Case Report: Pulmonary Hydatid Disease

Author(s): Dr. Peter Adwok Otto

Abu-Anja Hospital, Khartoum [email protected]

A 26-year-old married male soldier from Kaduguli, Khordofan Region, was admitted to Abu-Anja Hospital in Khartoum with a six-month history of cough and chest pain. The cough was productive of copious sputum and occasionally stained with blood.

At onset, the cough had been non-productive and not associated with other symptoms of clinical significance. The patient denied recent weight loss and had weighed 67 kilograms at Kaduguli Hospital. A clinical diagnosis of tuberculosis was made and empirical anti tuberculous therapy started. There was no improvement after three months necessitating admission to Abu-Anja Hospital. The patient smoked cigarettes and consumed an unspecified amount of alcohol.

Clinical Examination

On clinical examination the patient was in good general condition without finger clubbing, pallor of mucous membranes or wasting.  There was a regular pulse of 97 per minute with a blood pressure of 130/85.

Wheezes were heard in the chest and evident bilateral basal crackles. The following differential diagnoses were considered: broncho-pulmonary aspergillosis, lymphangitis carcinomatosa, chronic fibrosing alveolitis (CFA) and hydatidosis. A number of investigations were carried out to arrive at a diagnosis

Results of investigations.

The chest Xray (CXR), the cheapest test available to us revealed multiple rounded opacities simulating canon balls (see Figure 1). The full blood count showed a haemoglobin of 12.7gm/Litre, total white cell count was 9,800/cubic millilitre (2% eosinophils, 10% lymphocytes, 2% monocytes, 86% polymorphonuclear cells). The blood film showed normochromic normocytic red cells. Ultrasonography of the abdomen revealed large kidneys with bilateral renal cysts (see Figures 2 and 3), but the appearance of the liver, spleen, gall bladder and pelvic organs was normal. Three sputum samples for acid alcohol fast bacilli (the causative organism for tuberculosis) were negative. The Mantoux test produced a 12mm weal suggestive of previous exposure to tuberculous organisms or BCG immunisation. The Casoni’s test was negative.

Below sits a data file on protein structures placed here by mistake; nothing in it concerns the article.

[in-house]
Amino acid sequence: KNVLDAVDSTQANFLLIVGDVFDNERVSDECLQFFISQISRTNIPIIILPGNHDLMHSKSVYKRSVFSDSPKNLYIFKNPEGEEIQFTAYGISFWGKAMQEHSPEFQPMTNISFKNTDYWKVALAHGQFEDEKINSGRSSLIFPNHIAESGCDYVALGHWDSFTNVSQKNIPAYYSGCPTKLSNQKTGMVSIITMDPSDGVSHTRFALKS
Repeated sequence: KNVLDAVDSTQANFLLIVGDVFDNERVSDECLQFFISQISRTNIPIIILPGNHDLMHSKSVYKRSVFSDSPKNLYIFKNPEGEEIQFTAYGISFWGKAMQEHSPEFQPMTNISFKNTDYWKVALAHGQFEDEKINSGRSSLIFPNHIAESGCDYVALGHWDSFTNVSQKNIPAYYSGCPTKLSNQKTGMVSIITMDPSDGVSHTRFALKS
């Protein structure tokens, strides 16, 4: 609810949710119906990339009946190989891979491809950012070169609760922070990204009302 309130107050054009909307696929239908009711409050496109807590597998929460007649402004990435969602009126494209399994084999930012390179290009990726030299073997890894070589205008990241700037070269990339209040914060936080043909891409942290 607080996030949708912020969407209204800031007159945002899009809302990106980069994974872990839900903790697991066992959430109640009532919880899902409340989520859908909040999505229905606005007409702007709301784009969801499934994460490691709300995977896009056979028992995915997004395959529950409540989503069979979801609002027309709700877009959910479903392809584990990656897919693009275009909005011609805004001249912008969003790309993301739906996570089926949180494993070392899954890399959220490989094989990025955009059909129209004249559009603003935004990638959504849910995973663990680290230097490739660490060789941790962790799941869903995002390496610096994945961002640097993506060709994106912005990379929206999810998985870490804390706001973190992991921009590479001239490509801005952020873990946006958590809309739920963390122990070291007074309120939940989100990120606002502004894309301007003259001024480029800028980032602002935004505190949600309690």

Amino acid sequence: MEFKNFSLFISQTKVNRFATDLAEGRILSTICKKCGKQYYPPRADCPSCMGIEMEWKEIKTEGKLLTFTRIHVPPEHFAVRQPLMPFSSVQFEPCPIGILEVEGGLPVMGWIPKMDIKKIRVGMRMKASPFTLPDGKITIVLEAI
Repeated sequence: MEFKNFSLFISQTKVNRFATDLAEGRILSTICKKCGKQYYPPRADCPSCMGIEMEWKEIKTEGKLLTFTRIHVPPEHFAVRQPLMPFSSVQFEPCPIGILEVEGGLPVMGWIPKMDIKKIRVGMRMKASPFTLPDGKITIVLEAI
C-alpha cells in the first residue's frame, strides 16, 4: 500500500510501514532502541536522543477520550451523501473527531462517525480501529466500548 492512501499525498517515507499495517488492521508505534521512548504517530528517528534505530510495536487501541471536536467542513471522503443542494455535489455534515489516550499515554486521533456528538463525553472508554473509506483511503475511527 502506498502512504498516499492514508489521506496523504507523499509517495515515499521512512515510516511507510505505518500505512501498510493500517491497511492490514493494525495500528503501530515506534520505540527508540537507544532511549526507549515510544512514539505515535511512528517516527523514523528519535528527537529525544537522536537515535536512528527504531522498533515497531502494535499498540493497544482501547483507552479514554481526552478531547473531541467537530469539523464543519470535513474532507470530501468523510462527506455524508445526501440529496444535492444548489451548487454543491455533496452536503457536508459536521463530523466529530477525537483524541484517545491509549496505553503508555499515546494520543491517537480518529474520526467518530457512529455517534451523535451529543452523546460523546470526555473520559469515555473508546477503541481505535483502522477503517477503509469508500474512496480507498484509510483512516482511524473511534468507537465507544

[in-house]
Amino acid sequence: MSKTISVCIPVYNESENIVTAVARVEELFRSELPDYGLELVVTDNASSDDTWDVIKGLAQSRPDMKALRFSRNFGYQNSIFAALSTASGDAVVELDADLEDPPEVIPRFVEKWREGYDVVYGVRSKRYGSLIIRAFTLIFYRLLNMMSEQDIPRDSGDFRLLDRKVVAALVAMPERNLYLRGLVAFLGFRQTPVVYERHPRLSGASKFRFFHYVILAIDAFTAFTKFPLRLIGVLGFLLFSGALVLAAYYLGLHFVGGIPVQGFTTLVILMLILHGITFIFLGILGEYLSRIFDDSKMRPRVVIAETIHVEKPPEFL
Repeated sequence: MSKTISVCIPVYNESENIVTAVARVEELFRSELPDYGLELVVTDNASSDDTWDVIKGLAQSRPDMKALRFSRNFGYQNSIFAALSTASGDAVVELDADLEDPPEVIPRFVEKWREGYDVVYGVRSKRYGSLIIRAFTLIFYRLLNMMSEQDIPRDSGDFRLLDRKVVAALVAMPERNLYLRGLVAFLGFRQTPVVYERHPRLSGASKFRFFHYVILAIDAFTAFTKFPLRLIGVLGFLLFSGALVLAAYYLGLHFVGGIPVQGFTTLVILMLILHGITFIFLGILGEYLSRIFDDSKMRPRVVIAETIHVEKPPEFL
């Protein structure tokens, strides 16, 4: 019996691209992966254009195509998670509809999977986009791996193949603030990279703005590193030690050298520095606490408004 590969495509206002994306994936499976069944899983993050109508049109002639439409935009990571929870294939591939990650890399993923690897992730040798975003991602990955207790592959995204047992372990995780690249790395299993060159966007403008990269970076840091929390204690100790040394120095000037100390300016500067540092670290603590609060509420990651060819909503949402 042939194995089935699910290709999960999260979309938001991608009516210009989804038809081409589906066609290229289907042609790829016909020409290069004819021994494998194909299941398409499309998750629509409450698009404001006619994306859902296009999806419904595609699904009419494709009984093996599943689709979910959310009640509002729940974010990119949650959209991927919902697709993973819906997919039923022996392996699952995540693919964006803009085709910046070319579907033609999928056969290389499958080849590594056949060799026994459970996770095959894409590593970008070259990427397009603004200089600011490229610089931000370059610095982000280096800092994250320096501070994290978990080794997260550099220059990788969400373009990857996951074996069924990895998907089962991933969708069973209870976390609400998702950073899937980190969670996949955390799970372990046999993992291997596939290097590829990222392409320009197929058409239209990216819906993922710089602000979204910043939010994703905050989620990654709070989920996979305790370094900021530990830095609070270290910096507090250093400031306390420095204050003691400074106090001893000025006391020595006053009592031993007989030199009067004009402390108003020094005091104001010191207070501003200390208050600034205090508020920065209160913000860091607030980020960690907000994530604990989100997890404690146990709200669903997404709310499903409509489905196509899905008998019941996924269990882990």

Fig 1. X-ray of lungs showing rounded opacities (canon balls) in both lungs.


Fig 2. Ultrasound of the kidney showing cyst.


Fig 3. Ultrasound of both kidneys showing multiple cysts.

Differential Diagnosis

The following differential diagnoses after the tests were considered: metastases to the lungs, pulmonary hydatid disease and coal workers’ pneumoconiosis.

Metastases to the lungs and pneumoconiosis were considered less probable given the patient’s good general condition and his occupation. Coal mining is not carried out in the Sudan. Pulmonary hydatid disease was considered the most likely clinical diagnosis as this condition is not uncommon in the Sudan. The patient was treated with albendazole 400mgs twice a day taken with meals, aiming to complete three cycles of twenty-eight days of treatment separated by fourteen days of treatment free periods. He also received supportive treatment with analgesics, multivitamin tonic and cough relieving medication. He was prescribed anti emetics, as nausea is a recognised side effect of albendazole.


Two months after starting treatment some resolution of the lung opacities was noted (see Figure 4). The cough had resolved and his chest pain improved. No follow up ultrasonography was available to gauge any improvement in the involved internal viscera following treatment with albendazole.


On the basis of the improvement in the patient’s clinical and radiological features following treatment with albendazole, the final diagnosis was hydatid disease with pulmonary involvement. Hydatid disease occurs when humans ingest the larval stage of the dog tapeworm Echinococcus granulosus or multilocularis.  Infection with E.granulosus occurs in early childhood when children come into contact with infected dog’s faeces or when they eat vegetables or improperly washed vegetables or fruit contaminated with dog faeces. The embryos hatch in the duodenum, penetrate the portal blood system and are carried to the liver, lungs and almost all organs in the body. Cysts develop over the years in the affected organs and produce their effects by sheer pressure unless the cysts rupture when anaphylaxis may occur.  It is surprising that the liver in this patient was not as affected as his kidneys and lungs as it is usually the most commonly affected organ.

Fig 4. X-ray of lungs showing resolving rounded opacities.



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